- Geopolitical risk is the biggest fear in markets right now, according to a Barclays survey of over 700 institutional clients.
- The firm says it’s a combination of developments on the Korean peninsula, tensions with Russia, political turmoil in Saudi Arabia, Brexit, and less predictability in US foreign policy.
Sometimes there’s no bigger fear than the unknown.
That seems to be the case in global markets right now, at least according to a survey of 700 institutional clients conducted by Barclays.
Roughly 40% of respondents named geopolitical uncertainty as the biggest risk to markets, the survey showed. It’s an interesting selection, says Barclays, because there’s no immediately obvious global threat looming right now, meaning that anything that transpires will be a major surprise that catches people off guard.
“The only way in which the global expansion seriously disappoints in 2018, in our view, is if the world economy faces a large exogenous shock – one that we cannot plausibly identify right now,” Barclays analyst Aziz Sunderji wrote in a client note.
So which geopolitical developments are most likely to spur anxiety? Barclays says it’s a combination of “developments in the Korean peninsula, tensions with Russia, political turmoil in Saudi Arabia, Brexit, and less predictability in US foreign policy.”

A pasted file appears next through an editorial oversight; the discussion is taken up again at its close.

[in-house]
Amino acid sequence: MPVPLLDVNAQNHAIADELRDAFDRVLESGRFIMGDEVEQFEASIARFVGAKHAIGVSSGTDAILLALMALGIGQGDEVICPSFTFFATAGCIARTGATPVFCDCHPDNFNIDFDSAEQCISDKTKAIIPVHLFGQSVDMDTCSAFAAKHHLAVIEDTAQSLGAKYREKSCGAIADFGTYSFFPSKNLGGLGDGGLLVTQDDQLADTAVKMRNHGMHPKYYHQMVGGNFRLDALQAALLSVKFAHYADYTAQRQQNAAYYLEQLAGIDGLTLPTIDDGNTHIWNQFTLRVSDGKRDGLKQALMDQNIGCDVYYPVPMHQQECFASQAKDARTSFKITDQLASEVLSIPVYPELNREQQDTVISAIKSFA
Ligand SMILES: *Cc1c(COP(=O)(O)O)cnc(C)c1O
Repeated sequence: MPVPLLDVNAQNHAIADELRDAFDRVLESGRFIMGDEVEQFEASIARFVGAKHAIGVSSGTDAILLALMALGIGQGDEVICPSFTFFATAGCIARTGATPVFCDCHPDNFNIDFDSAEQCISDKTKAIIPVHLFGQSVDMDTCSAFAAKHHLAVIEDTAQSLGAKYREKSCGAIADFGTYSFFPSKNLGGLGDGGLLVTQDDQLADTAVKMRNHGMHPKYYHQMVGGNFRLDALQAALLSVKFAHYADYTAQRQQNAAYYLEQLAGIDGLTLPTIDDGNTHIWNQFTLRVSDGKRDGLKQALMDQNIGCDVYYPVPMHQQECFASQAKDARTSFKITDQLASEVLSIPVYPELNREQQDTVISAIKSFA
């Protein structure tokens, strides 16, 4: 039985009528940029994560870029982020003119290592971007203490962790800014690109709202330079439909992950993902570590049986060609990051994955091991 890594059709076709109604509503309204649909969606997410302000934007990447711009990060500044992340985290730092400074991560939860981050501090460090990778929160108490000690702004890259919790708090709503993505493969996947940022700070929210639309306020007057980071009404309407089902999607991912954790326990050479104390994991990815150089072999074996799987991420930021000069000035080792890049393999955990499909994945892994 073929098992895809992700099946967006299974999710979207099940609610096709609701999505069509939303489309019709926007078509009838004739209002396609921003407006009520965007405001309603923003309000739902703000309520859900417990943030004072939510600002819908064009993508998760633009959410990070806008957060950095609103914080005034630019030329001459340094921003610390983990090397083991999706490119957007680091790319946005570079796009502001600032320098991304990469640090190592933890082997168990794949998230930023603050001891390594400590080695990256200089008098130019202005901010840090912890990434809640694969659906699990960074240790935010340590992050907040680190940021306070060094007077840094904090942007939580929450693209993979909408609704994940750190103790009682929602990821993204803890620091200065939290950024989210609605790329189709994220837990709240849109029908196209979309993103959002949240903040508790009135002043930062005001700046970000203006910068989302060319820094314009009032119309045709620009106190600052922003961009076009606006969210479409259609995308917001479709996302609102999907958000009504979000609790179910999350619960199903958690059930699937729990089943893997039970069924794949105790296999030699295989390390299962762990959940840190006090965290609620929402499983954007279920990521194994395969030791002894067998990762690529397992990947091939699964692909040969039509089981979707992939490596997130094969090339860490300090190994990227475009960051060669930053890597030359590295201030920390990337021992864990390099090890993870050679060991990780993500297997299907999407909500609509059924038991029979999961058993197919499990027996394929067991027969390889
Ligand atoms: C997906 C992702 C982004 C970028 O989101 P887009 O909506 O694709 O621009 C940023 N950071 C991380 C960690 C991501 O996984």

And despite the lack of immediate clarity, it’s not altogether surprising that investors are citing some big global unknown as their biggest fear, considering where volatility conditions are right now, says Barclays.
The firm notes that, over the life of its survey, geopolitical risk has been a popular response during periods of low overall market uncertainty. As noted in the chart above, the CBOE Volatility Index – or VIX, otherwise known as the stock market fear gauge – has been notably subdued during such stretches in the past, sitting near 13.
“Historically, clients have cited this as the biggest risk when volatility has been low,” said Sunderji.